I think the biggest reason why it's so hard to read the current state of U.S. markets is because there are a few key, unusual things going on right now. Namely; stocks, Treasury securities, and gold are all up YTD. REITs and Bitcoin are up strongly this year. Even the popular exchange traded fund that tracks emerging markets, EEM, is up YTD too. We should all be celebrating, right? I mean, why bother with the reasons behind the rallies?
I'll tell you why. Because this is a symptom of a money printing cycle that has gone on so long that it's losing - err, lost - its potency. You see, the whole point of diversification between different asset classes is that while they are all expected to show a positive return over long stretches of time, they could move in opposite directions of short periods of time. But since you supposedly have exposure to different asset classes, the short term ups and downs should offset each other somewhat over the short and intermediate term. Not this year. Why bother rebalancing your portfolio - selling holdings that are over represented in your portfolio in favor of those that have become under represented - when the adjustments would be minuscule at most? Diversification, in my book, is still a good thing. But it works when some assets zig while others zag. If diversification is broken, my sense it won't stay broken for long.
But looking under the surface, the story begins to look a little different. Stocks are barely up over the last 12 months. German and Japanese stocks are down, about 10% and 5% respectively, over that same time. But gold is up A LOT, 25%. Long term Treasury's, as measured by TLT, are up over 20% in the last 12 months. Stocks, it turns out, have been at the bottom of the heap in the battle of the asset classes over the last 12 months.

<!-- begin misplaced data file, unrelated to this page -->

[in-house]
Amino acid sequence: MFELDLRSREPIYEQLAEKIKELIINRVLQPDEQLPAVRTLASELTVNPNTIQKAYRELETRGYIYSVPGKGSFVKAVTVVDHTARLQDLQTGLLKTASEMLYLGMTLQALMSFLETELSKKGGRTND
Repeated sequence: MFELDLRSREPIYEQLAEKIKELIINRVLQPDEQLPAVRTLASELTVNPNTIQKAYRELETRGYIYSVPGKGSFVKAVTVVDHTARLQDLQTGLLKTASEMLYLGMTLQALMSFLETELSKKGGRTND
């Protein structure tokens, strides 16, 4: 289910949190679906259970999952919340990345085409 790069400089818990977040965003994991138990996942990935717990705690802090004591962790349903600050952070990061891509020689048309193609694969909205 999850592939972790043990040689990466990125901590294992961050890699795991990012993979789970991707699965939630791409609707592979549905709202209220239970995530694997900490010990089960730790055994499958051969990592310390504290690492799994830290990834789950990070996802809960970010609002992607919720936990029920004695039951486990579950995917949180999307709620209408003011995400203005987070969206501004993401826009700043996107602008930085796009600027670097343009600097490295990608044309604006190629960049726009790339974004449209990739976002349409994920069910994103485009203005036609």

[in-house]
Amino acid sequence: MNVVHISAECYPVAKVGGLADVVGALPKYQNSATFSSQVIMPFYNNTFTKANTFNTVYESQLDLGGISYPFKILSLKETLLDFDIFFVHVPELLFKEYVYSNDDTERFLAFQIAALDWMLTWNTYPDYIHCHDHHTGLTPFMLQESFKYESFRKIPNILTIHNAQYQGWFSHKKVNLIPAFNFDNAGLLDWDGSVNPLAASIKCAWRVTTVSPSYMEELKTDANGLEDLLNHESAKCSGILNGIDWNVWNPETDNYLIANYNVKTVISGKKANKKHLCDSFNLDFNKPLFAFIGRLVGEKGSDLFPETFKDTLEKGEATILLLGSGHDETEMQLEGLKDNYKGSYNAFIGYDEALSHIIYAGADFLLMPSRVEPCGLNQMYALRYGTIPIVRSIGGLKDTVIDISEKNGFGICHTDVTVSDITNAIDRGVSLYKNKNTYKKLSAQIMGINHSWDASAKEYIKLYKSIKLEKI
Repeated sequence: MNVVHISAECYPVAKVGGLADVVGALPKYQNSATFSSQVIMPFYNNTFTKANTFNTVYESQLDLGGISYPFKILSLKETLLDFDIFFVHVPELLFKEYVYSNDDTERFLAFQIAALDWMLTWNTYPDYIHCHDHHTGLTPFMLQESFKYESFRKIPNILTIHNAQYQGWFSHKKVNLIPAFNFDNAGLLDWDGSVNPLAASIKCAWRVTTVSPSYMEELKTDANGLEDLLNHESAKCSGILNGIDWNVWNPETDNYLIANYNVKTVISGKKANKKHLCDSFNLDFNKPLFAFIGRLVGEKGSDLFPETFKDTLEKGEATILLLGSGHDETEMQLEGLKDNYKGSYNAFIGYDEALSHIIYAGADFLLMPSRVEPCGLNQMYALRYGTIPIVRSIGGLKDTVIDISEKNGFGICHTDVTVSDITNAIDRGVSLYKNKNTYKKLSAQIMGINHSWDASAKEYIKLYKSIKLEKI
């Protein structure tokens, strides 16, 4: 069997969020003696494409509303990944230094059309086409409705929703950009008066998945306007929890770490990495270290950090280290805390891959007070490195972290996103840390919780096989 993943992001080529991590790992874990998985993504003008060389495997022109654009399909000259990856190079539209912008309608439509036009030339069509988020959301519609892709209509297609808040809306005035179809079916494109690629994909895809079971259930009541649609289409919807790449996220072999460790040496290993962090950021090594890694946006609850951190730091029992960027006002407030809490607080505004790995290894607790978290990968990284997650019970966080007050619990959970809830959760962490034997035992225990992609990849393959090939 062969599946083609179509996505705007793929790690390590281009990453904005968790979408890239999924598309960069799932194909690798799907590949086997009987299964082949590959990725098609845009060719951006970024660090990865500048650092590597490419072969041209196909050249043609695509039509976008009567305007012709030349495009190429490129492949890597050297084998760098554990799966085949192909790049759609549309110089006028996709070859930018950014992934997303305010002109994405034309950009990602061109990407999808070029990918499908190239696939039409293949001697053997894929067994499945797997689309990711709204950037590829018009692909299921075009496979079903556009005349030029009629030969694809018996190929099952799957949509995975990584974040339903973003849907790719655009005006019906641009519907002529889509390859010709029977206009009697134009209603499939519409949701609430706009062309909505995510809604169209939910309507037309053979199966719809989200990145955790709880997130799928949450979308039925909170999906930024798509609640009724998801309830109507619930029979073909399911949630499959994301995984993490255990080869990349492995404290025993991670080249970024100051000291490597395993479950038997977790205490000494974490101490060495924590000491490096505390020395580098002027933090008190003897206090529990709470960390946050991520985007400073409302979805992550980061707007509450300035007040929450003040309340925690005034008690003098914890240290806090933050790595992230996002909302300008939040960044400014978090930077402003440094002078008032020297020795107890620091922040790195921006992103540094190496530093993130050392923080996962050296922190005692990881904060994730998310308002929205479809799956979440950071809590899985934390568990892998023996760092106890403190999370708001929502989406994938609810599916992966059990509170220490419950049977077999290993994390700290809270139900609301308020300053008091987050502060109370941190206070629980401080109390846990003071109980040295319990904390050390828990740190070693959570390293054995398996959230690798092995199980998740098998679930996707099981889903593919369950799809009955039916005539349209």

OK, so where am I going with this picture? Gold and Treasury's rally and stocks under-perform when there's a flight to safe-haven assets. That's exactly what's happening right now. But I think investors see stocks as leading the asset classes higher because they're up this year about 15/16%. But this years rally only gets stocks back to even over the last full year; which was possible only because stocks tumbled 20% at the end of last year. In other words, this year's stock market rally was a bounce, not a rally. New highs have thus far proven to be illusive; the longer that goes on, the harder it will to breach those old highs.
I couldn't help but get the feeling that something in the financial system is broken. You see, this week, the short term rates that banks are charged to borrow money overnight spiked above the Federal Reserve's target rate, called the Federal Funds Rate. Some short term rates even spiked to 10%. The blame for this, which seems somewhat dismissive to me, is that this is from a cash crunch within banks because their corporate customers had to pay taxes and partly due to mild incompetence on the part of the NY Federal Reserve branch. Maybe. No, probably. Or did it have something to do with the timing of oil spiking 15% at the same time; last Monday. 10 years ago, a spike in banks' overnight lending rates meant that some over leveraged financial institution was blowing up. I remember during the summer of 2007 when two Bear Stearn hedge funds that invested in subprime loans failed on the same Friday afternoon. No one realized back then that was the moment when the financial crisis began.
Hey, I know this is a pretty harsh way to judge things. Maybe a little paranoid too. But gold is screaming inflation while bonds are screaming recession. Stocks are making a lot of noise but have simply round-tripped in the last year. Countries with negative interest rates have moribund economies.
This is what makes economics and markets so fascinating to me. They try to trick you into thinking that this time, the old signals don't mean anything anymore. Don't get me wrong. This doesn't mean I'm out of stocks. I invest my clients assets according to their unique risk tolerance, time horizon, and goals. But I maintain their stock exposure in a range and at present time, I'm simply closer to the lower end of the range. So, if a client's portfolio is to be invested in stocks in a range of 70% to 90%, we'd be closer to 70, as an example.
Who's right; gold, bonds, or stocks? Usually, only one of the three could be right. I think it pays to be patient while we wait and see.
Now, check out my video "Invest in GOLD?!" below.
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